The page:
Four challenges (and solutions!) in setting up a consistent home practice

For the past few months, I’ve had a hard time getting to the studio to take yoga classes — my husband works during the day and often has evening meetings or out-of-town trips that preclude me from practicing with my yoga peeps. Because yoga helps me stay strong and flexible — both mentally and physically — I’ve therefore found it essential to maintain a consistent home practice when I can’t make it to a class. When I tell people this, I often hear of some the challenges people face in establishing or maintaining a home practice. I thought I’d share a few of challenges I’ve experienced, and how I’ve addressed them. 
Challenge: I get too distracted by all the things I have to do.
Solution:Try dedicating a room or a space in a room to your practice. I find that if the area is clean and tidy, I don’t get as distracted. Ditto for when I wake up early and practice before my mind has had time to wind up to its full frenzy.

Challenge: I feel unmotivated or I always want to hang out in savasana.

Solutions: A few things have helped me through those times I just don’t feel like practicing. First, I like to set a time frame for my practice, usually an hour. Then, I keep a phone/clock nearby so I can see my progress. Having the defined time goal makes it easier for me to keep moving and to hold myself accountable to my practice. Another thing I like to do is flow to a playlist. I’ll have slower songs at the beginning as I’m warming up, fast-paced songs for the more vigorous poses, and slow songs again for the floor stretches and savasana. I get so soothed by the music that I forget my to-do lists or that I didn’t want to practice.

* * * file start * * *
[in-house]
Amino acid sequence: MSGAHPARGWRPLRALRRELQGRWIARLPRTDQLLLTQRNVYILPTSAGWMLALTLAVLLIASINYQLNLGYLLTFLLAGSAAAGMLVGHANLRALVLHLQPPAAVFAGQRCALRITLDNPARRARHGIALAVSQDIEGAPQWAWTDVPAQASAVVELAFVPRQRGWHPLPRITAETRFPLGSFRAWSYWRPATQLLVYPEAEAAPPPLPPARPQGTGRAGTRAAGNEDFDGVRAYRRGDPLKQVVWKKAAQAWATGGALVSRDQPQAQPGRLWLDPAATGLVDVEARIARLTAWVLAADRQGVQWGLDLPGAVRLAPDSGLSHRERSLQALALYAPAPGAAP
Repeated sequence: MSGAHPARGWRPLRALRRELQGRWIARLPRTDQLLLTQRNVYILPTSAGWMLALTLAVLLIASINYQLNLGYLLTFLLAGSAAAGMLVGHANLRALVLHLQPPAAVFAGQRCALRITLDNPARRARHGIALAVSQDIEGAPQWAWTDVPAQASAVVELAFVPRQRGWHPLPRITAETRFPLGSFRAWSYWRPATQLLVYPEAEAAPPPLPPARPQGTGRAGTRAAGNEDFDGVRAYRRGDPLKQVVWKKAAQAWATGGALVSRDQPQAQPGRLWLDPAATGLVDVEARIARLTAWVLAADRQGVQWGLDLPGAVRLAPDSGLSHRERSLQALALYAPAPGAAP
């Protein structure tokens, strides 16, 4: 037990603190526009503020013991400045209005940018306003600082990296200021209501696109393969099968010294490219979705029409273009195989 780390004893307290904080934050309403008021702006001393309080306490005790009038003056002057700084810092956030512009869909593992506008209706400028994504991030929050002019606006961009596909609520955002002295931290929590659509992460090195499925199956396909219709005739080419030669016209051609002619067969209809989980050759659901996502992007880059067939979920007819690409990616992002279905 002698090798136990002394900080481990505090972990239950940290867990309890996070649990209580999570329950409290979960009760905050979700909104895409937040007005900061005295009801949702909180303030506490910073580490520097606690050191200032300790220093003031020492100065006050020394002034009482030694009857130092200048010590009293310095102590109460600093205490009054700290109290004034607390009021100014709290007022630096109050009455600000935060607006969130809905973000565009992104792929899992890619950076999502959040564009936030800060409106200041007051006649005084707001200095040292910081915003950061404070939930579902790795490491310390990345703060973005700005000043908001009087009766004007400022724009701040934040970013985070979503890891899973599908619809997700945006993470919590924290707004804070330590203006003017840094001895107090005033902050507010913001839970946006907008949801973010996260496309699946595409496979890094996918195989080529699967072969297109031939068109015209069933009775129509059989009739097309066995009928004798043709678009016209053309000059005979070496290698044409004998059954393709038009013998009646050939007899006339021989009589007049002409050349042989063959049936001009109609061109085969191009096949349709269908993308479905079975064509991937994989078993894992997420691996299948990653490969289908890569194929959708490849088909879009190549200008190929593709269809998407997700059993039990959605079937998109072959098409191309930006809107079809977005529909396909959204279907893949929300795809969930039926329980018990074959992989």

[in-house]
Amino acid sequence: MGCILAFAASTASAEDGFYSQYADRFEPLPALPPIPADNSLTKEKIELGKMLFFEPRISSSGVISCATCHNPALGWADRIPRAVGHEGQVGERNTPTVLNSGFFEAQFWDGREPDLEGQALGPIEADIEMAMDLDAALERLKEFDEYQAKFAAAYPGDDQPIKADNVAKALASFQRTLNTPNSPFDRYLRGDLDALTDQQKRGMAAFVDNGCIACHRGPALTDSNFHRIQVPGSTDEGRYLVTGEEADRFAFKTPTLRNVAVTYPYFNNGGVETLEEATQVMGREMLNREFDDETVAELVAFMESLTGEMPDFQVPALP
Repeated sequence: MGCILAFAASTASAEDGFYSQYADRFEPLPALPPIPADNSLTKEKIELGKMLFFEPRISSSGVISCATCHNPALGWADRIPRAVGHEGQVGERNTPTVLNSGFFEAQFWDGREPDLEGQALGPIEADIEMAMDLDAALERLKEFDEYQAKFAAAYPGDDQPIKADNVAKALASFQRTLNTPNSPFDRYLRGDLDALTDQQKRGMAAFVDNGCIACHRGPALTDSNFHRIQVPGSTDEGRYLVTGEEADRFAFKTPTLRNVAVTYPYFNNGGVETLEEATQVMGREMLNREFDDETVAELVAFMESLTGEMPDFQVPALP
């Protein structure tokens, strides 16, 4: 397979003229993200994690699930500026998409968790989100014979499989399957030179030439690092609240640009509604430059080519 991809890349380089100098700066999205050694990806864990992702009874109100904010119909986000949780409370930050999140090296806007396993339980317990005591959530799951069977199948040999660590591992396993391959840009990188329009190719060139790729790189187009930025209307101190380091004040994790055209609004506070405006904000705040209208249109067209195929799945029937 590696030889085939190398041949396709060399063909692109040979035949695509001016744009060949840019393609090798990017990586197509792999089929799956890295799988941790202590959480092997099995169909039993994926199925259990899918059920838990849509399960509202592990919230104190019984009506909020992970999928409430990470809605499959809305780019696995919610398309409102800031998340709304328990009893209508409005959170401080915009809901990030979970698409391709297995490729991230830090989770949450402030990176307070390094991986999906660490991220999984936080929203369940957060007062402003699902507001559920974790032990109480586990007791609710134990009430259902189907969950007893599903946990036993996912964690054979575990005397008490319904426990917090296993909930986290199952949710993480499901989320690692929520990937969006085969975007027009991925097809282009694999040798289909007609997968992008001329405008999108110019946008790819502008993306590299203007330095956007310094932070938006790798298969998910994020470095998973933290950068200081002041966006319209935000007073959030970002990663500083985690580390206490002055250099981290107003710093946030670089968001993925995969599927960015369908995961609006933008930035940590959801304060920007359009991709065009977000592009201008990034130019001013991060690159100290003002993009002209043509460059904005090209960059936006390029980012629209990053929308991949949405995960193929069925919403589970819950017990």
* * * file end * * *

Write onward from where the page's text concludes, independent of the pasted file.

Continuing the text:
Challenge: I don’t don’t know how to create my own sequences or I’m bored with the sequences I’ve been doing.
Solution: When the sequencing muse doesn’t strike on a particular day, cue up a yoga video from YouTube or CodyApp to get the juices flowing. 
Challenge (and blessing!!): I have kids.

Solution: Try practicing before they wake up, after they go to bed for the night, during nap time, or when they are playing or watching a movie (if they’re older). I much prefer practicing when my three kids are asleep, but it doesn’t always work out that way; sometimes I have to snag a 45-minute practice when they’re awake. I’ll close the door or keep it ajar, and while they might occasionally peek in to see what I’m doing, overall, they respect my time and practice as something that is important to me. Part of that is because I don’t leave the room to tend to needs or settle arguments they can solve themselves. (And if you’re thinking I have calm children, you’d be wrong — they have lots of energy, are in constant motion.They just know that mommy needs yoga!) It took us a while to get to this point, but know that it may be in the realm of possibility for you as your kids get older. And give yourself a little grace — you may only grab 10 minutes of practice or focused breathing and that’s okay! Even a little yoga can be beneficial.

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